As part of his campaign commentary, Donald Trump proffered the plummeting Pound Sterling in the wake of BREXT, the UK’s vote to leave the European Union, was a great buying opportunity for Americans.
That may or may not be true, depending upon what is being purchased. However, the BREXIT (British Exit) from the EU, I anticipate will have far greater consequences than a mere buying opportunity. The EU as a whole accounts for the number one trading partner for US exporters. The UK’s standing in 7th place as an export trading partner of the USA is not exactly chump change as well. In millions of dollars, that accounts for $271,988.30¹ and $56,114.60² respectively for 2015!
What has happened since BREXIT?
Since the announcement of the BREXIT vote, the Pound’s value against the US-Dollar has dropped dramatically. Consider this graph from OANDA Currency Services:
It doesn’t seem like so many years ago that Pound Sterling was trading at £1.00 = $2.50. However, here, in just the time since the dramatic UK vote we see the Pound plummet to $1.32! Traditionally, the Pound was considered as stable a currency as the US dollar. However, now we see significant downward pressure on its value.
What does this mean for U.S. exporters who sell to the UK and the EU?
The long run outlook is still too “iffy” to predict. However, in the short run …
- UK buyers will have less buying power for U.S. goods and services.
- UK buyers who have already bought goods and services but who have outstanding debt to exporters will have less money with which to pay those exporters.
- There will be an increase in UK insolvencies.
- EU buyers from US Exporters will also be impacted since they too will suffer from lost trade with the UK. Therefore, it follows their ability to pay U.S. suppliers will likely be impacted.
This sounds gloomy, but it could get worse!
There is talk of renewed efforts in both Scotland and Northern Ireland for independence from the United Kingdom since those components of the UK depend upon close trade ties with the EU. Any such move would undoubtedly place even greater downward pressure upon the value of Pound Sterling.
I am not suggesting avoiding trade with UK buyers at all. On the contrary, over the long history with the UK, we’ve cherished their position as valuable and reliable trading partners in a nation who has a sound and efficient civil legal system to protect sellers. However, I do suggest proceeding more cautiously than before, with perhaps stronger trading terms and conditions in the sellers’ favor. Where terms may have previously been on open account, tightening those terms on a selective basis to D/P terms or L/C may be in order. Credit managers should certainly keep a closer eye on existing debt and reign in any attempt of buyers to stretch out payment terms.
What about the consequences to businesses in the USA who are not traditionally involved in exporting their goods and services? Bear in mind all those billions in trade. If they become impacted, it will surely have an in-turn effect to those who sell to those exporters! Therefore, the USA would indeed see an overall effect to our economy and to each of us individually.
This is not time to panic at all and I am certainly not trying to create a picture of Chicken Little’s cry, “The sky is falling, the sky is falling.” We’re far from it. The BREXIT vote doesn’t mean there will be a UK rush to leave the EU. It will remain a long, and cautious process. However, I am merely suggesting that exporters should keep a close eye on events as they continue to unfold.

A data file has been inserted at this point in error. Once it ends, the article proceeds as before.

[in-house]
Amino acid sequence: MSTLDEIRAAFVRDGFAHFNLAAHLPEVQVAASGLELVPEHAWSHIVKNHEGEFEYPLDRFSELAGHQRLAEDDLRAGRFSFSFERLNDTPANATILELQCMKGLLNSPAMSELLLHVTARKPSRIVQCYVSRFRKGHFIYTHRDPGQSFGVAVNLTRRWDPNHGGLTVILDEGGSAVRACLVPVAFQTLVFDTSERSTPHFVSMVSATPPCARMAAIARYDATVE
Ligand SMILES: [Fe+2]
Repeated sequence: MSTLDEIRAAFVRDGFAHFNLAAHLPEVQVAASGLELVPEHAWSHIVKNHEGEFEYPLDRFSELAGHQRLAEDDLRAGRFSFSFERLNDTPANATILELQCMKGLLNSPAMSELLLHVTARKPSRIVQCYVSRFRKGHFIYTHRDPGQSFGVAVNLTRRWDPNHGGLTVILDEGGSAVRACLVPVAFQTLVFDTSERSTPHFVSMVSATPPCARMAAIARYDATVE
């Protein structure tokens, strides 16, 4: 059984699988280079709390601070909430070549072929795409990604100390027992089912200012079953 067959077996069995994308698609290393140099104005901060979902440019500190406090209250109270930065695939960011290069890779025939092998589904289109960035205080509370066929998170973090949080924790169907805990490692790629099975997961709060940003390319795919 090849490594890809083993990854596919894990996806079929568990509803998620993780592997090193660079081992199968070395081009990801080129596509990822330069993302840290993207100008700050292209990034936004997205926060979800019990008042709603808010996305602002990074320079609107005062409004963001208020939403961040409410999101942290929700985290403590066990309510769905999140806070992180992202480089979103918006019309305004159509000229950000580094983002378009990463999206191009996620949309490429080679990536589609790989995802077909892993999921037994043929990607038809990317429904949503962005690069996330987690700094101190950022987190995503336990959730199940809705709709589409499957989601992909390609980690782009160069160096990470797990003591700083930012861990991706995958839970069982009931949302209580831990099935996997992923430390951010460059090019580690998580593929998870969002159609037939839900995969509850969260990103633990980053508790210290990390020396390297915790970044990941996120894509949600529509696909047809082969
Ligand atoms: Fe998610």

As I said at the start, Donald Trump did make a valid point about possible buying opportunities in the UK. However, that simplistic view ignores the greater world view and the overall impact of a BREXIT on us. After all, not all of us are seeking to purchase a Scottish golf course or a Jaguar at bargain prices. For most of us the greater consequence to us rests with our ability to sell our goods and services to viable buyers.
 NOTE: All figures are in millions of U.S. dollars on a nominal basis, not seasonally adjusted unless otherwise specified. Details may not equal totals due to rounding. Source: US Bureau of the Census
Dave Greenberg began his career in commercial collections with Dun and Bradstreet in Seattle, Washington. After spending 8 years with D&B, Dave took a position with ABC-Amega Inc. Over a 32-year span, he vastly expanded their international department and became an industry leader in the commercial-international niche sector. He was a Past President of the California Commercial Collection Association, on the panel of commercial arbitrators for the American Arbitration Association, and the Council of Better Business Bureaus, while also remaining active in the US Air Force Reserve.
He is a co-author for both FCIB and ICTF for their online credentialing courses for international credit management offered through Michigan State University and Thunderbird School of Global Management. Over the decades, Dave traveled the world, providing speaking engagements to credit grantors from Cyprus to Germany to China. He currently serves as Legal Liaison with the Law Offices of Gary A. Bemis.
Dave is also an author of children’s books and, along with his wife, recently moved to California to be closer to their grandson.